Type 1 diabetes (T1D) is an autoimmune disease in which the insulin producing cells in the pancreas are destroyed by the body’s immune system, causing insulin production to diminish. Insulin is a hormone needed for the production of energy within cells; individuals with T1D may be dependent on injected or pumped insulin in order to survive.
T1D has been diagnosed in approximately 1.3 million people in the U.S., including about 200,000 young people under 20 years old. The incidence continues to increase 3-5% annually. By 2050, the expected prevalence of T1D is estimated to be 5 million people in the U.S., including 600,000 young people. Expected lifetime medical expenses and income loss due to diabetes total approximately $643 billion in the U.S. (2016).
Family history is an indicator of T1D risk, however, other factors are associated with the development and progression of T1D, such as inflammation, autoantibodies, vitamin D3 deficiency, even viral infection. The presence of islet cell autoantibodies (such as IAA, GADA, IA-2A, ZnT8, and ICA) indicates an autoimmune response against the cells of the pancreas, and is strongly associated with development of T1D. Poor vitamin D3 and long-chain omega-3 status, as well as increased inflammation, have been associated with lower levels of these antibodies and therefore lower risk of T1D development.
T1D can be triggered by vitamin D3 deficiency, which is common. An extremely delicate membrane in the pancreas separates the endocrine cells that produce insulin (beta cells) from the exocrine cells that secrete pancreatic enzymes. The beta cells reside in fluid compartments, and are protected there by the membrane that surrounds them.
When a child is deficient in vitamin D3, this membrane is weak and easily penetrated. Viruses that occur in the GI tract can pass through it and infect the beta cells. Beta cells don’t regenerate easily, and can’t restore their population following autoimmune attacks.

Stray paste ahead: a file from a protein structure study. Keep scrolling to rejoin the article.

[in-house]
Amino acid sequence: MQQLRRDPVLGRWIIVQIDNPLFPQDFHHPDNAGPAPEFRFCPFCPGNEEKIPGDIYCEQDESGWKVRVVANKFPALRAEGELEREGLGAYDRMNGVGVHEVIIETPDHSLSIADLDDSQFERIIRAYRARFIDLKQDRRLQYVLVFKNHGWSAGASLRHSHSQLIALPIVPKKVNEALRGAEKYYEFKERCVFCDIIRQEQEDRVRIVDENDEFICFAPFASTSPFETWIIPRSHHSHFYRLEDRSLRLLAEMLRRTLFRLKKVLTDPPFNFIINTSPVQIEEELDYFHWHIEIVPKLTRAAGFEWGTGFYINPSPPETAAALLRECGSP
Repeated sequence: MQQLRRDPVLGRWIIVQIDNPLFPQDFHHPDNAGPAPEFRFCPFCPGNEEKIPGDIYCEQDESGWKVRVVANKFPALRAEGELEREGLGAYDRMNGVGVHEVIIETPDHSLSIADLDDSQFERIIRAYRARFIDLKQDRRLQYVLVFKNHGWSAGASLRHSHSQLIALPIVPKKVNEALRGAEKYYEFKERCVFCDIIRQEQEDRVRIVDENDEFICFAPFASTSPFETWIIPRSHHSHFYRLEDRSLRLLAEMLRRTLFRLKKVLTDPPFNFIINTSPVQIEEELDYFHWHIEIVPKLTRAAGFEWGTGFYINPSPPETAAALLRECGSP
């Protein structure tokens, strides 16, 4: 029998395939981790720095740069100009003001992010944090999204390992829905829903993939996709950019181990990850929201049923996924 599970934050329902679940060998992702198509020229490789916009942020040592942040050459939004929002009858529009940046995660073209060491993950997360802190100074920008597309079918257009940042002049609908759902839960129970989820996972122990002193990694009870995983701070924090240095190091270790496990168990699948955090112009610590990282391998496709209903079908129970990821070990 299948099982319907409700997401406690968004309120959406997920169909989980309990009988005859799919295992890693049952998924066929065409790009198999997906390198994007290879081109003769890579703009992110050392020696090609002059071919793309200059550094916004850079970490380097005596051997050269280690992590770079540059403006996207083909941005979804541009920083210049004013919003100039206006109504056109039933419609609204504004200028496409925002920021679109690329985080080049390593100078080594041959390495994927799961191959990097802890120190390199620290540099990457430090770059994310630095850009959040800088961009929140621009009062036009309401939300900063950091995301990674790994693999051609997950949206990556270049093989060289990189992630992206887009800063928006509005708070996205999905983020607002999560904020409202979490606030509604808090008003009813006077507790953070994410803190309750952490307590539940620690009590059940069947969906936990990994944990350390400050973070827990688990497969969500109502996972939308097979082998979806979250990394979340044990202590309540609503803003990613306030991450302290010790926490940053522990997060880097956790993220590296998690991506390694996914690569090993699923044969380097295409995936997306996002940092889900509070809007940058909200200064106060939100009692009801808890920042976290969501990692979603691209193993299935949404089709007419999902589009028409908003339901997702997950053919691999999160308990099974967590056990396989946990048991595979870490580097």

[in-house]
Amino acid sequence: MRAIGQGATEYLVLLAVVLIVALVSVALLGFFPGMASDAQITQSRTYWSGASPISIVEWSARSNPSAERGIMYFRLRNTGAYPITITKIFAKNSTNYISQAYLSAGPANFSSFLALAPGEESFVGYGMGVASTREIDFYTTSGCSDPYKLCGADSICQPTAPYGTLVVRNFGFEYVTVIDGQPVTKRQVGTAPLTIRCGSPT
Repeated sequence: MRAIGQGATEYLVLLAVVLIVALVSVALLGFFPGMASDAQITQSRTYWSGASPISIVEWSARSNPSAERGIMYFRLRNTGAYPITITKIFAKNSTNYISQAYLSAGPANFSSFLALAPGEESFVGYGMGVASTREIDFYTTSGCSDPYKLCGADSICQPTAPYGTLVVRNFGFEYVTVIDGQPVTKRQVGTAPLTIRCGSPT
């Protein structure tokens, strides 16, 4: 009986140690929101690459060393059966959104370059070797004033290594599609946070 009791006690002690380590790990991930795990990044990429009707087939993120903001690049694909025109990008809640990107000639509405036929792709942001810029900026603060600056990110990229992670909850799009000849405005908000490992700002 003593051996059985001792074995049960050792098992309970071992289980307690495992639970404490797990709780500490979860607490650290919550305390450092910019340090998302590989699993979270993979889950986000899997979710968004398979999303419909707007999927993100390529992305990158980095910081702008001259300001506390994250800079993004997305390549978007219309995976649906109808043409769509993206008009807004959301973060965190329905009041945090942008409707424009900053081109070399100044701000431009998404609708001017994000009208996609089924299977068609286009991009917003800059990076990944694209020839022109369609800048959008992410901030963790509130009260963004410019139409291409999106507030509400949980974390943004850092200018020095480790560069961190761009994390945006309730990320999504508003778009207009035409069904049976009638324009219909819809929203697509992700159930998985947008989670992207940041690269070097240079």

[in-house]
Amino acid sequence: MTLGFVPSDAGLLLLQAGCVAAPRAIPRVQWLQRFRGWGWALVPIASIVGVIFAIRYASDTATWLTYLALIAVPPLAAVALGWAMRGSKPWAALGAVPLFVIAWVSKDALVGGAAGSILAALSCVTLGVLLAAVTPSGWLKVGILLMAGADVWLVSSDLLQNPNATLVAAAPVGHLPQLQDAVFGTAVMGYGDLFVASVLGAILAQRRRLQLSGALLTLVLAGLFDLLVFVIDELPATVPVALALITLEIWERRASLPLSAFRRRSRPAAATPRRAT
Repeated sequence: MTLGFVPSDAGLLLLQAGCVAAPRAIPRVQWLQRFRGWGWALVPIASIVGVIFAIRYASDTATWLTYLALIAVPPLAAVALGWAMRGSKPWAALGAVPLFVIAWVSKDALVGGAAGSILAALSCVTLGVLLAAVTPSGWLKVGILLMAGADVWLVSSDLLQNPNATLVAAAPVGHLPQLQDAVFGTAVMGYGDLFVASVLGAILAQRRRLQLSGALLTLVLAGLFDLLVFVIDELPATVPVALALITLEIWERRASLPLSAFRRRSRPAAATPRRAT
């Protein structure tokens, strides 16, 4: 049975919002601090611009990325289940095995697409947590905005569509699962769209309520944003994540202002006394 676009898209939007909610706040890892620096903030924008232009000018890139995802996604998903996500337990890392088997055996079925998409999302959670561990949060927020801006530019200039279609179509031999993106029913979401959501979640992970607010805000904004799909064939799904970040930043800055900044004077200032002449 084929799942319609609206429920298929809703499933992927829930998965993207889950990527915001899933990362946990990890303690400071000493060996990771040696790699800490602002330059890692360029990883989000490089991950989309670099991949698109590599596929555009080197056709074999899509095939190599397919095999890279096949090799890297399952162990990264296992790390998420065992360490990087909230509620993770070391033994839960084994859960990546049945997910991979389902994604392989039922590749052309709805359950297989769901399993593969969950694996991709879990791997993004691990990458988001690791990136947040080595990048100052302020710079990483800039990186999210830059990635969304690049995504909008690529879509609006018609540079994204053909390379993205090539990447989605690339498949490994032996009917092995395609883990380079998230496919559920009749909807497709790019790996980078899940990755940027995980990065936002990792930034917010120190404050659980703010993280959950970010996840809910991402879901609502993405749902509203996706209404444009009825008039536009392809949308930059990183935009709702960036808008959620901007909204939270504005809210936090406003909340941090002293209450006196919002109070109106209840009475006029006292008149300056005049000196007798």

In response to viral infection, the beta cell displays an antigen on its surface that is detected by the immune system. The cells also release cytokines, causing migration of killer lymphocytes across the membrane. These immune cells target and kill infected beta cells. Since beta cells are the sole source of insulin, the amount of insulin produced by the pancreas is cut. As more beta cells are infected and killed, their population of beta cells drops to zero, and the patient develops T1D.
The material that holds many cells and possibly some membranes together is called E-CaDherin. E stands for epithelial, Ca for calcium, and D for vitamin D. Herin is derived from adhaerere, a Latin word for sticking. E-cadherin acts like glue, possibly holding cells that produce the together and keeping it safely intact. It is believed that vitamin D3 supplementation enhances intercellular adherence and function of the membrane-producing cells, helping to prevent diabetes. Vitamin D3 reduces the intensity of the immune attack on beta cells as well, due to its tendency to raise the concentration of dentritic lymphocytes, the powerful peacemakers of the immune response. We assert that these mechanisms work hand in glove to prevent T1D.
It is known that progression to many forms of diabetes, including T1D, can be predicted by measuring levels of inflammation. Research has also shown that vitamin D3 and long-chain omega-3 fatty acids (such as DHA and EPA) are both anti-inflammatory, therefore, progression of T1D could be predicted by measuring levels of inflammation using such blood spot tests as 25(OH)D (the measure of 25-hydroxyvitamin D, the most commonly studied vitamin D compound in the blood used to measure vitamin D status) and the ratio of Arachidonic Acid (AA) to Eicosapentaenoic Acid (EPA) and Docosahexaenoic Acid (DHA) (the AA:EPA ratio, used to measure omega-3 status). 48 leading vitamin D researchers have recommended a serum level of 40-60 ng/ml (100-150 nmol/L) of 25(OH)D for the prevention of many chronic diseases, while an AA:EPA ratio of <3 is a target for reduced rates of chronic inflammation.